Months later, the FCC released a statement that stated the affiliates would not have been banned if they presented the film.

Trivia

This is one of three Tom Hanks movies, (along with Forrest Gump and Apollo 13) where socks play a role in the plot. The G.I.s use socks for the shells of their sticky bombs.


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This is one of three Tom Hanks movies, (along with Forrest Gump and Apollo 13) where socks play a role in the plot. The G.I.s use socks for the shells of their sticky bombs. Months later, the FCC released a statement that stated the affiliates would not have been banned if they presented the film. Other stations showed infomercials, while other affiliates showed their own tributes to Veterans Day. In its stead, affilates showed alternative films, such as Hoosiers, Far & Away, and Return to Mayberry.

The affiliates which chose not to broadcast the film represented over a third of the network's potential viewing audience; besides Sinclair, some ABC stations owned by Cox Television, Belo, Hearst-Argyle, McGraw-Hill, and EW Scripps all chose to preempt the film. Although the film had been broadcast by all ABC affiliates in two prior years, the Super Bowl XXXVIII halftime show controversy and the subsequent FCC response led at least 66 stations to choose not to broadcast it, including:. A significant number of ABC affiliates decided to preempt the network's broadcast due to concerns of repercussions from the FCC due to the film's depiction of violence and profanity. The film was the focus of some controversy leading up to a Veterans Day 2004 broadcast of the film by ABC.

Locations for the film include:. See the page at the Internet Movie Database (http://www.imdb.com/title/tt0120815/) for a more comprehensive cast list.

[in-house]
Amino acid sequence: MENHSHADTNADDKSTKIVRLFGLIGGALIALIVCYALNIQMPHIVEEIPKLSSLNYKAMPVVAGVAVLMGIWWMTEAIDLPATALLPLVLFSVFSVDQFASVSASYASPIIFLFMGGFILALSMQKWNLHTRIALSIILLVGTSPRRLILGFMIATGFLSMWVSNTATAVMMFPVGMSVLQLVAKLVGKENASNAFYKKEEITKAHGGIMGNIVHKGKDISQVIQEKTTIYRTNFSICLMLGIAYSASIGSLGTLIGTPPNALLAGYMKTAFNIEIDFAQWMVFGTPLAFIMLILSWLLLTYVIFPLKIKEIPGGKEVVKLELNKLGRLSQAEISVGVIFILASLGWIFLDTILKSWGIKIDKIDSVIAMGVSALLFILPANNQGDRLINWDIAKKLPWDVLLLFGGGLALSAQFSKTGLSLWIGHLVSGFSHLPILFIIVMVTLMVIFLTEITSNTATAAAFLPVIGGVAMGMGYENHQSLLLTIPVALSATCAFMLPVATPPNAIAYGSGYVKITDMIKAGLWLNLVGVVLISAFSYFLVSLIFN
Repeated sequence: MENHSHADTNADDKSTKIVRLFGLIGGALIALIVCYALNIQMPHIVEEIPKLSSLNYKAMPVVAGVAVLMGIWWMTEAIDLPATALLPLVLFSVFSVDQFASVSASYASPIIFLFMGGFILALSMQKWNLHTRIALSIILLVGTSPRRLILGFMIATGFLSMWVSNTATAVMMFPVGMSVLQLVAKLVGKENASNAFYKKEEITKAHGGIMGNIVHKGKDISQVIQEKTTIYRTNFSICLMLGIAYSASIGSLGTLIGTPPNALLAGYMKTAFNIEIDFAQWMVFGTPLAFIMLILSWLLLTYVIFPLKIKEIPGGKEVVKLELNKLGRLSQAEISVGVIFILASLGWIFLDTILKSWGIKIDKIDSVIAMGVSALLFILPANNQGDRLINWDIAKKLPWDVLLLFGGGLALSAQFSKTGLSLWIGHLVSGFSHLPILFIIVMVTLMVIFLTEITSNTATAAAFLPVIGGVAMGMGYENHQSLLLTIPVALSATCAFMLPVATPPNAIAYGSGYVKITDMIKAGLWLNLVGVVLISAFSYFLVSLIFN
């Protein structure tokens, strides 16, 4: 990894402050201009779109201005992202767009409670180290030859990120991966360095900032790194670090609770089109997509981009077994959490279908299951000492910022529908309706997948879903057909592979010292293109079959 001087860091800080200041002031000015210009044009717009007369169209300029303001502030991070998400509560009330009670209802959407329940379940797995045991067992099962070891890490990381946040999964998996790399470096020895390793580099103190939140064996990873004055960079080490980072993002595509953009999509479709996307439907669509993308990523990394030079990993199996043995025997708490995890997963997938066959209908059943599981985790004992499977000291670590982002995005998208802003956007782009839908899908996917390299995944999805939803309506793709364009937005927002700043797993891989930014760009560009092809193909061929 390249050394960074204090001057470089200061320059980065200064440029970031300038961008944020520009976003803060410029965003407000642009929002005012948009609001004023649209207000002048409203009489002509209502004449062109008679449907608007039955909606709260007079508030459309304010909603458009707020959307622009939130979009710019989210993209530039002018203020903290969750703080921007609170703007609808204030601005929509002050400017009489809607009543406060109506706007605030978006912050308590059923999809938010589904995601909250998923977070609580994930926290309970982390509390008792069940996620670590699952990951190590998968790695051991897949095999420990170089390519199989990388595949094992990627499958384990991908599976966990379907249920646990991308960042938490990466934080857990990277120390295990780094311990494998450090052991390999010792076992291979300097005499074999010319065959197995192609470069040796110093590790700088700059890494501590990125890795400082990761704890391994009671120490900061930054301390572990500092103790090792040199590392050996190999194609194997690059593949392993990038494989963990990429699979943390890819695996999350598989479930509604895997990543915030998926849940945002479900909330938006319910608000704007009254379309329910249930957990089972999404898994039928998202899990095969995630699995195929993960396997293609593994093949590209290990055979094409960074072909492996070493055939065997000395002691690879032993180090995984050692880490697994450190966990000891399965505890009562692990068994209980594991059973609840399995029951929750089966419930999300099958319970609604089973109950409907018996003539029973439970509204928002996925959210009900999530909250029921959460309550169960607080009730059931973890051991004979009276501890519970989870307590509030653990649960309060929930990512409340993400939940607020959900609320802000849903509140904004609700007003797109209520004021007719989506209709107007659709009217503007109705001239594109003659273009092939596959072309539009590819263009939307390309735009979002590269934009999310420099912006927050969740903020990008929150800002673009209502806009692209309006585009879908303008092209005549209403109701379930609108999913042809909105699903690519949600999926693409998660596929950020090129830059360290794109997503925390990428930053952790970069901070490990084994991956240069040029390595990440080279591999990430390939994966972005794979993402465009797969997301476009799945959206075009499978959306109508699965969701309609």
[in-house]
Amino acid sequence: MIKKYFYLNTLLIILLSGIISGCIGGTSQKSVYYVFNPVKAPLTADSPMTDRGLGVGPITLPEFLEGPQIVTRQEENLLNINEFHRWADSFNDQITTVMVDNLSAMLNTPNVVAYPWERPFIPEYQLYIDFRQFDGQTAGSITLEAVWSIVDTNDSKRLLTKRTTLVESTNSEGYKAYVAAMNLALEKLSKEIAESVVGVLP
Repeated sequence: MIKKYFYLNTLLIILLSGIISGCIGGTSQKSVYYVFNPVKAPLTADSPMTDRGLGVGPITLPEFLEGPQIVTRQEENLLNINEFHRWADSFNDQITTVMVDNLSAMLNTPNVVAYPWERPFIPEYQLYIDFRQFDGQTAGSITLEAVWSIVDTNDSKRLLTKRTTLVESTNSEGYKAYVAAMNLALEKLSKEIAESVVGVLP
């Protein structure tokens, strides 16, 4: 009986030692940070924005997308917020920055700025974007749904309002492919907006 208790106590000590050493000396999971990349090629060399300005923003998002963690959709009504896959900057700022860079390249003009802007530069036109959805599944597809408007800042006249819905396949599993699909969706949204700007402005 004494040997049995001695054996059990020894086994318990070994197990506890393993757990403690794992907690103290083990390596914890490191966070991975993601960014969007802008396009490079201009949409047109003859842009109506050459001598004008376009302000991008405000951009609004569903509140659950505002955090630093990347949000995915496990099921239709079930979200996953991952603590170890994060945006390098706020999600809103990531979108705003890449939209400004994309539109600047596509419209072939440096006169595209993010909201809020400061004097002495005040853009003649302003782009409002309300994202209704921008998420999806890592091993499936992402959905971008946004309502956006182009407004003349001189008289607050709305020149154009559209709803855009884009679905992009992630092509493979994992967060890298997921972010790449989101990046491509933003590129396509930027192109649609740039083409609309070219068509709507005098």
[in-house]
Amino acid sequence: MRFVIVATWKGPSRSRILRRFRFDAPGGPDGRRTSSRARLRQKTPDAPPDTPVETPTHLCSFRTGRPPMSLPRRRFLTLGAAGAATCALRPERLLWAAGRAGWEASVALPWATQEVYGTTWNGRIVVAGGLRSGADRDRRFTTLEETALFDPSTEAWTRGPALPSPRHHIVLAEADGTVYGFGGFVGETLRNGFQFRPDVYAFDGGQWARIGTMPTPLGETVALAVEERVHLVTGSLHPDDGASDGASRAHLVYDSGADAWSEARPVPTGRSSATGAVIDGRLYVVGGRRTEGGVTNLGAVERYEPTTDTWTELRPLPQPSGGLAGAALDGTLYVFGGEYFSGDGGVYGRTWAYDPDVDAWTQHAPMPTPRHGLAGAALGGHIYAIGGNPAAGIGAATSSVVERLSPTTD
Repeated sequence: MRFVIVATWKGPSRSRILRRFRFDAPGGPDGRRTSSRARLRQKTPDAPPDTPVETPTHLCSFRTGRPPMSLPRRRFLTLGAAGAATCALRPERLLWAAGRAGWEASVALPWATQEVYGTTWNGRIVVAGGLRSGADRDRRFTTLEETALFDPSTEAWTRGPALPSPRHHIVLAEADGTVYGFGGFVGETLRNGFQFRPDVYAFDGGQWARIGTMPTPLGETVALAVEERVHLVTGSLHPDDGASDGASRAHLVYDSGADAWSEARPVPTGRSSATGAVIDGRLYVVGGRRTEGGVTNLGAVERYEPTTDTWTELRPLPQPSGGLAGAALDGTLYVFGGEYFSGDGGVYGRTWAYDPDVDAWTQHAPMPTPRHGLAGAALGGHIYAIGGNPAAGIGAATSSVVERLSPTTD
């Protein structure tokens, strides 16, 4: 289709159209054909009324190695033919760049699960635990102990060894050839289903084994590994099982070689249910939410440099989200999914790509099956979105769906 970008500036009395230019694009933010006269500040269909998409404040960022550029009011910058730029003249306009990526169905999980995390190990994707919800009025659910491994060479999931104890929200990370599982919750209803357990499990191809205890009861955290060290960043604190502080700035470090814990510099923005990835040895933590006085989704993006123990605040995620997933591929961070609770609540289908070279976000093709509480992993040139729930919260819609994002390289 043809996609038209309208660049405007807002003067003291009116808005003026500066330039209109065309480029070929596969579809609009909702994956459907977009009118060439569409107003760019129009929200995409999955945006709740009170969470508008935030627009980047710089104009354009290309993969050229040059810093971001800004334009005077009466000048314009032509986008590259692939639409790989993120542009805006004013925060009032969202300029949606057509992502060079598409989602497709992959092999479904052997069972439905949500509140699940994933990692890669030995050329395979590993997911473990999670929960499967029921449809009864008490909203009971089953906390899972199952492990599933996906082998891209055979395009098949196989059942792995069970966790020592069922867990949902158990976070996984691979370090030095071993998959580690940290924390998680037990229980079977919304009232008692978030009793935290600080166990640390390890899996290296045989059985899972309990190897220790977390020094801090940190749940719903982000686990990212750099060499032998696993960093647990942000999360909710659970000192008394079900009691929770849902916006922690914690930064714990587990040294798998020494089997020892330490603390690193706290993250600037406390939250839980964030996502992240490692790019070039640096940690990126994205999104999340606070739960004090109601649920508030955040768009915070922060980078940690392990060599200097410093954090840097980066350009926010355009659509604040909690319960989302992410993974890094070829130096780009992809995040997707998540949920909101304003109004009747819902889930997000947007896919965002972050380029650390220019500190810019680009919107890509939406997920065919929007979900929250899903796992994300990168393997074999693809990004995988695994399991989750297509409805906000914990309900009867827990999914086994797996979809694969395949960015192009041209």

. Francis Sampson wrote about Niland and the story of the 101st, in his 1958 book, Look Out Below! (ISBN 1877702005).

Fr. Additionally, the brother believed killed in the Far East turned out to have been captured and later returned home. There was no behind-the-lines Ranger rescue mission, Niland was not a simple private, his mother was not a widow, nor is she believed to have received all three telegrams together. Sampson arranged passage back to Britain and thereafter to his parents, Augusta and Michael Niland, in Tonawanda.

Under the US War Department's Sole Survivor Policy, brought about following the death of five Sullivan brothers serving on the same ship, Fr. Father Francis Sampson, told Niland about the death of his three brothers, two at Normandy and one in the Far East. Col. They eventually made their own way back to their unit at Carentan, where the Chaplain, Lt.

Frederick (Fritz) Niland who, with some other members of the 101st, was inadvertently dropped too far inland. The real "Ryan" was Sgt. Ryan survives, but Miller is killed in the assault. Miller and his men protect him, and all but two members of the unit are killed in a ferocious German tank assault on the bridge over the Merderet River in the (fictional) village of Ramelle, which they are defending.

Ryan is reluctant in the decision but decides not to desert his strategically important post. They break the news of his brothers' deaths to him and tell him that he is going home. Eventually, at the expense of two members of their unit, Miller and his men catch up with Ryan. The American command takes the decision to bring him back for his mother's sake.